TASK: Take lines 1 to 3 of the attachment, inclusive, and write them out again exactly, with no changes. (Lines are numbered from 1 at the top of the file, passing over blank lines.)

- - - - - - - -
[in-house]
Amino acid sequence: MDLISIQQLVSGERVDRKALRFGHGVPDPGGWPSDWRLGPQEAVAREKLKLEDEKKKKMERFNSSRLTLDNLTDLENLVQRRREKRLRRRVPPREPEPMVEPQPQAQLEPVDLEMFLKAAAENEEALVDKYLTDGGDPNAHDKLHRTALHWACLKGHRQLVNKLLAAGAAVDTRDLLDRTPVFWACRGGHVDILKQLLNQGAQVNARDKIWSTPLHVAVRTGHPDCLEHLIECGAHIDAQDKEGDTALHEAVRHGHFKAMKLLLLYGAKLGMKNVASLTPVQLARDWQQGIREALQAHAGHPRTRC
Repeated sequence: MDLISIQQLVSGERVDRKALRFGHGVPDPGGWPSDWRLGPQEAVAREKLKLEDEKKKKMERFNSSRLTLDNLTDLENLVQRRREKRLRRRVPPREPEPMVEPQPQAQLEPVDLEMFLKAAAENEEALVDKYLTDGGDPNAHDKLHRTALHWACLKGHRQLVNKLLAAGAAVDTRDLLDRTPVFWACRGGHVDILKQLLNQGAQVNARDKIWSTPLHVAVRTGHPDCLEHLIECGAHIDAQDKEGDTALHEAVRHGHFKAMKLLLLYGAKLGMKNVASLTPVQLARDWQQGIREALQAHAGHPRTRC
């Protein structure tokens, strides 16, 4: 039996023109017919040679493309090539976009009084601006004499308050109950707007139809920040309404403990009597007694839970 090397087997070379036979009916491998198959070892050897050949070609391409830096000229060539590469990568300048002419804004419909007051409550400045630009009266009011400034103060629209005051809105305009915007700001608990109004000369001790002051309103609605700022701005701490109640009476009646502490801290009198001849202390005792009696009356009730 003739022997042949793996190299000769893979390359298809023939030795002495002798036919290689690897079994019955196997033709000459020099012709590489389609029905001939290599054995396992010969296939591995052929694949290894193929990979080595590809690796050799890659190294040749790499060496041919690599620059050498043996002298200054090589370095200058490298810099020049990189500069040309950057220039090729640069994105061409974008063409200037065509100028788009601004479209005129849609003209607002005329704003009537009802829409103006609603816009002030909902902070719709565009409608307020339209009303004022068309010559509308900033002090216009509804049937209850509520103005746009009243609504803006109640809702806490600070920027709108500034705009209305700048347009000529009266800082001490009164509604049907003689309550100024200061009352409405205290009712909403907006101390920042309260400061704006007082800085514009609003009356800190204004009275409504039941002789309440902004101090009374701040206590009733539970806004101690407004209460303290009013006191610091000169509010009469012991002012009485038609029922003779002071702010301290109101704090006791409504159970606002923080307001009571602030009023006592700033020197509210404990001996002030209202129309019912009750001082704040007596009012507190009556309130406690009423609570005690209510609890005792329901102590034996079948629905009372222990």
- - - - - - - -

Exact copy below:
[in-house]
Amino acid sequence: MDLISIQQLVSGERVDRKALRFGHGVPDPGGWPSDWRLGPQEAVAREKLKLEDEKKKKMERFNSSRLTLDNLTDLENLVQRRREKRLRRRVPPREPEPMVEPQPQAQLEPVDLEMFLKAAAENEEALVDKYLTDGGDPNAHDKLHRTALHWACLKGHRQLVNKLLAAGAAVDTRDLLDRTPVFWACRGGHVDILKQLLNQGAQVNARDKIWSTPLHVAVRTGHPDCLEHLIECGAHIDAQDKEGDTALHEAVRHGHFKAMKLLLLYGAKLGMKNVASLTPVQLARDWQQGIREALQAHAGHPRTRC
Repeated sequence: MDLISIQQLVSGERVDRKALRFGHGVPDPGGWPSDWRLGPQEAVAREKLKLEDEKKKKMERFNSSRLTLDNLTDLENLVQRRREKRLRRRVPPREPEPMVEPQPQAQLEPVDLEMFLKAAAENEEALVDKYLTDGGDPNAHDKLHRTALHWACLKGHRQLVNKLLAAGAAVDTRDLLDRTPVFWACRGGHVDILKQLLNQGAQVNARDKIWSTPLHVAVRTGHPDCLEHLIECGAHIDAQDKEGDTALHEAVRHGHFKAMKLLLLYGAKLGMKNVASLTPVQLARDWQQGIREALQAHAGHPRTRC